Sequencing of prostate cancers identifies new cancer genes, routes of progression and drug targets
journal contributionposted on 01.10.2020, 14:40 by David C Wedge, Gunes Gundem, Thomas Mitchell, Dan J Woodcock, Inigo Martincorena, Mohammed Ghori, Jorge Zamora, Adam Butler, Hayley Whitaker, Zsofia Kote-Jarai, Ludmil B Alexandrov, Peter Van Loo, Charlie E Massie, Stefan Dentro, Anne Y Warren, Clare Verrill, Dan M Berney, Nening Dennis, Sue Merson, Steve Hawkins, William Howat, Yong-Jie Lu, Adam Lambert, Jonathan Kay, Barbara Kremeyer, Katalin Karaszi, Hayley Luxton, Niedzica Camacho, Luke Marsden, Sandra Edwards, Lucy Matthews, Valeria Bo, Daniel Leongamornlert, Stuart McLaren, Anthony Ng, Yongwei Yu, Hongwei Zhang, Tokhir Dadaev, Sarah Thomas, Douglas F Easton, Mahbubl Ahmed, Elizabeth Bancroft, Cyril Fisher, Naomi Livni, David Nicol, Simon Tavaré, Pelvender Gill, Christopher Greenman, Vincent Khoo, Nicholas Van As, Pardeep Kumar, Christopher Ogden, Declan Cahill, Alan Thompson, Erik Mayer, Edward Rowe, Tim Dudderidge, Vincent Gnanapragasam, Nimish C Shah, Keiran Raine, David Jones, Andrew Menzies, Lucy Stebbings, Jon Teague, Steven Hazell, Cathy Corbishley, CAMCAP Study Group, Johann de Bono, Gerhardt Attard, William Isaacs, Tapio Visakorpi, Michael Fraser, Paul C Boutros, Robert G Bristow, Paul Workman, Chris Sander, The TCGA Consortium, Freddie C Hamdy, Andrew Futreal, Ultan McDermott, Bissan Al-Lazikani, Andrew G Lynch, G Steven Bova, Christopher S Foster, Daniel S Brewer, David E Neal, Colin S Cooper, Rosalind A Eeles
Prostate cancer represents a substantial clinical challenge because it is difficult to predict outcome and advanced disease is often fatal. We sequenced the whole genomes of 112 primary and metastatic prostate cancer samples. From joint analysis of these cancers with those from previous studies (930 cancers in total), we found evidence for 22 previously unidentified putative driver genes harboring coding mutations, as well as evidence for NEAT1 and FOXA1 acting as drivers through noncoding mutations. Through the temporal dissection of aberrations, we identified driver mutations specifically associated with steps in the progression of prostate cancer, establishing, for example, loss of CHD1 and BRCA2 as early events in cancer development of ETS fusion-negative cancers. Computational chemogenomic (canSAR) analysis of prostate cancer mutations identified 11 targets of approved drugs, 7 targets of investigational drugs, and 62 targets of compounds that may be active and should be considered candidates for future clinical trials.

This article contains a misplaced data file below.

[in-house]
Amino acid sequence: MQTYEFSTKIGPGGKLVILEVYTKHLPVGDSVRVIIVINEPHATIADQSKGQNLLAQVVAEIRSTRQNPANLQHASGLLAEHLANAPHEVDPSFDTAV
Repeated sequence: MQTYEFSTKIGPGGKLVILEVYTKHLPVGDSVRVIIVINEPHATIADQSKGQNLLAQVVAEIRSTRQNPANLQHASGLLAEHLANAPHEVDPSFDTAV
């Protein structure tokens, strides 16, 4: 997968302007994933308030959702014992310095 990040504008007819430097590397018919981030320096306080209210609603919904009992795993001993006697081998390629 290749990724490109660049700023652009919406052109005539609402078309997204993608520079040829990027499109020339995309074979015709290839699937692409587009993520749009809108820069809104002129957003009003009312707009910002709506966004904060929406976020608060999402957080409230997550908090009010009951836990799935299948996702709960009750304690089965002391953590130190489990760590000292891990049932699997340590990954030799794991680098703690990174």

AdultAgedAged, 80 and overBRCA2 ProteinDisease ProgressionHepatocyte Nuclear Factor 3-alphaHigh-Throughput Nucleotide SequencingHumansMaleMiddle AgedMutationOncogenesProstatic NeoplasmsCAMCAP Study GroupTCGA ConsortiumVan Loo FC00120211 Medical and Health Sciences06 Biological SciencesDevelopmental Biology